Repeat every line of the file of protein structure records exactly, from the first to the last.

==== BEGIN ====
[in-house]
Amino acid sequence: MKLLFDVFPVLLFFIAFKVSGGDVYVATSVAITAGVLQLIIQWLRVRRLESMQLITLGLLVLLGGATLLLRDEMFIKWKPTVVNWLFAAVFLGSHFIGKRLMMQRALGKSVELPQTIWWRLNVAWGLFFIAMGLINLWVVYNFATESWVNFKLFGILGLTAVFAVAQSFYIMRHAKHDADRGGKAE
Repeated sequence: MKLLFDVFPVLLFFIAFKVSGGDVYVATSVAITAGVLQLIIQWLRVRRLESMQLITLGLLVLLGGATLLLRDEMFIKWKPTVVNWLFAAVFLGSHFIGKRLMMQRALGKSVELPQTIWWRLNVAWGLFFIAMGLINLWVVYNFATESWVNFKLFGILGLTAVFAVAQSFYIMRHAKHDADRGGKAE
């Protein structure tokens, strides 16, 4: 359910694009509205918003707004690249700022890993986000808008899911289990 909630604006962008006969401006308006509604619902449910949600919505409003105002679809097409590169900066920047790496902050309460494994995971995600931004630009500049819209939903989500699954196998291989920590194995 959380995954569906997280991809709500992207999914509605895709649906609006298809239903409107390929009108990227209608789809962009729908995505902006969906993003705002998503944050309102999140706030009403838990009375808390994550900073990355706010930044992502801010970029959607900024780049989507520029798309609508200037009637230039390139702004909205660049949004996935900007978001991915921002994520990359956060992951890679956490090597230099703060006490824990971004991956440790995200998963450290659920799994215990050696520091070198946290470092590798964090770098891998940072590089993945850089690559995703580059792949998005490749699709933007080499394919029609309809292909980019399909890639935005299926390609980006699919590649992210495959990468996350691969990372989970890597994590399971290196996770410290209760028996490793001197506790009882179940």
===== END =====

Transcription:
[in-house]
Amino acid sequence: MKLLFDVFPVLLFFIAFKVSGGDVYVATSVAITAGVLQLIIQWLRVRRLESMQLITLGLLVLLGGATLLLRDEMFIKWKPTVVNWLFAAVFLGSHFIGKRLMMQRALGKSVELPQTIWWRLNVAWGLFFIAMGLINLWVVYNFATESWVNFKLFGILGLTAVFAVAQSFYIMRHAKHDADRGGKAE
Repeated sequence: MKLLFDVFPVLLFFIAFKVSGGDVYVATSVAITAGVLQLIIQWLRVRRLESMQLITLGLLVLLGGATLLLRDEMFIKWKPTVVNWLFAAVFLGSHFIGKRLMMQRALGKSVELPQTIWWRLNVAWGLFFIAMGLINLWVVYNFATESWVNFKLFGILGLTAVFAVAQSFYIMRHAKHDADRGGKAE
């Protein structure tokens, strides 16, 4: 359910694009509205918003707004690249700022890993986000808008899911289990 909630604006962008006969401006308006509604619902449910949600919505409003105002679809097409590169900066920047790496902050309460494994995971995600931004630009500049819209939903989500699954196998291989920590194995 959380995954569906997280991809709500992207999914509605895709649906609006298809239903409107390929009108990227209608789809962009729908995505902006969906993003705002998503944050309102999140706030009403838990009375808390994550900073990355706010930044992502801010970029959607900024780049989507520029798309609508200037009637230039390139702004909205660049949004996935900007978001991915921002994520990359956060992951890679956490090597230099703060006490824990971004991956440790995200998963450290659920799994215990050696520091070198946290470092590798964090770098891998940072590089993945850089690559995703580059792949998005490749699709933007080499394919029609309809292909980019399909890639935005299926390609980006699919590649992210495959990468996350691969990372989970890597994590399971290196996770410290209760028996490793001197506790009882179940």